The Journal of Arthroplasty , Volume 33 , Issue 9 , 2976 - 2980

Determining the Role and Duration of the “Antibiotic Holiday” Period in Periprosthetic Joint Infection

Tan, Timothy L. et al.
Hip Knee

Background

Two-stage exchange arthroplasty involves resection and reimplantation of new implants at a later stage. An antibiotic-free period is often advocated by surgeons before reimplantation. However, there is no conclusive evidence supporting the utility or duration of this practice. This study evaluated the utility and optimal duration of the antibiotic-free period before reimplantation.

Methods

Electronic infection databases of 2 institutions were retrospectively reviewed from 2000 to 2014 to identify 785 patients who underwent 2-stage exchange arthroplasty, of which 409 were reimplanted without any surgeries between the first and second stage. Total joint arthroplasties that met the Musculoskeletal Infection Society criteria for periprosthetic joint infection (PJI) and had a minimum of 1-year follow-up were included. The antibiotic holiday period was defined as the time period off antibiotics before reimplantation. Treatment success was defined according to the Delphi consensus criteria. A multivariate analysis and Fisher exact test were performed.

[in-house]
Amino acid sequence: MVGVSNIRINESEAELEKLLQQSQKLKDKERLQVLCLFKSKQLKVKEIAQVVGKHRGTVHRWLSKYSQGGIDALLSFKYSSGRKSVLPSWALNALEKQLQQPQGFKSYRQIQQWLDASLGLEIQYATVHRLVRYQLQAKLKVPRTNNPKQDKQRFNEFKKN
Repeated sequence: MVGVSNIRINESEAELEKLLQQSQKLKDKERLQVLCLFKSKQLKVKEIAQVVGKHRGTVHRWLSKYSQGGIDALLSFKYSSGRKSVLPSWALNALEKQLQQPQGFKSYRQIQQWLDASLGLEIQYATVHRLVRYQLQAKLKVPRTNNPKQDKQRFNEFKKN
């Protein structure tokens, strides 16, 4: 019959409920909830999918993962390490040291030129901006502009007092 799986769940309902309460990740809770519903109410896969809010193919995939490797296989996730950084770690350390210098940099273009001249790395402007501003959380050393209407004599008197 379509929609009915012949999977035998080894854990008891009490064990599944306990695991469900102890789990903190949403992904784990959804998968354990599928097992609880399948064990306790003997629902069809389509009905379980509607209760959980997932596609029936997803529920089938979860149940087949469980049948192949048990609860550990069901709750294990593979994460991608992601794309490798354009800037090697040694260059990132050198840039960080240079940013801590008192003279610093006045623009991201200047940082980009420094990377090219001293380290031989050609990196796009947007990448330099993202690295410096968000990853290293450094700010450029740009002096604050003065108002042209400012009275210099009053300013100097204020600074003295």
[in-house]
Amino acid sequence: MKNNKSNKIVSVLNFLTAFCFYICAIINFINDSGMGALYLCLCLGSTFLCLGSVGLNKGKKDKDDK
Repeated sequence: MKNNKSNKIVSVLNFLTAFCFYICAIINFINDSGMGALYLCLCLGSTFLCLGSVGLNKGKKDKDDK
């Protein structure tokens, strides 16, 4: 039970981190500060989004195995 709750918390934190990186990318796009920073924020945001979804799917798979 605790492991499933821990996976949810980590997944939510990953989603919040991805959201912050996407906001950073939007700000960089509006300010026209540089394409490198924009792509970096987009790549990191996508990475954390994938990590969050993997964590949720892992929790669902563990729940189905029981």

Results

The duration of the antibiotic-free period was not significantly associated with reinfection following reimplantation after controlling for potential confounders, including joint involvement, gender, institution, and comorbidities. However, the duration of spacer implantation was significantly associated with reinfection. Of the patients who failed treatment, 41.5% failed on antibiotics while 58.5% failed during the antibiotic-free period at a mean of 26.1 days.

Conclusion

The duration of an antibiotic-free period does not appear to significantly affect PJI rate after reimplantation. However, many patients fail during the antibiotic-free period. Further prospective studies are needed to determine the optimal timing of reimplantation for 2-stage exchange arthroplasty for PJI treatment.


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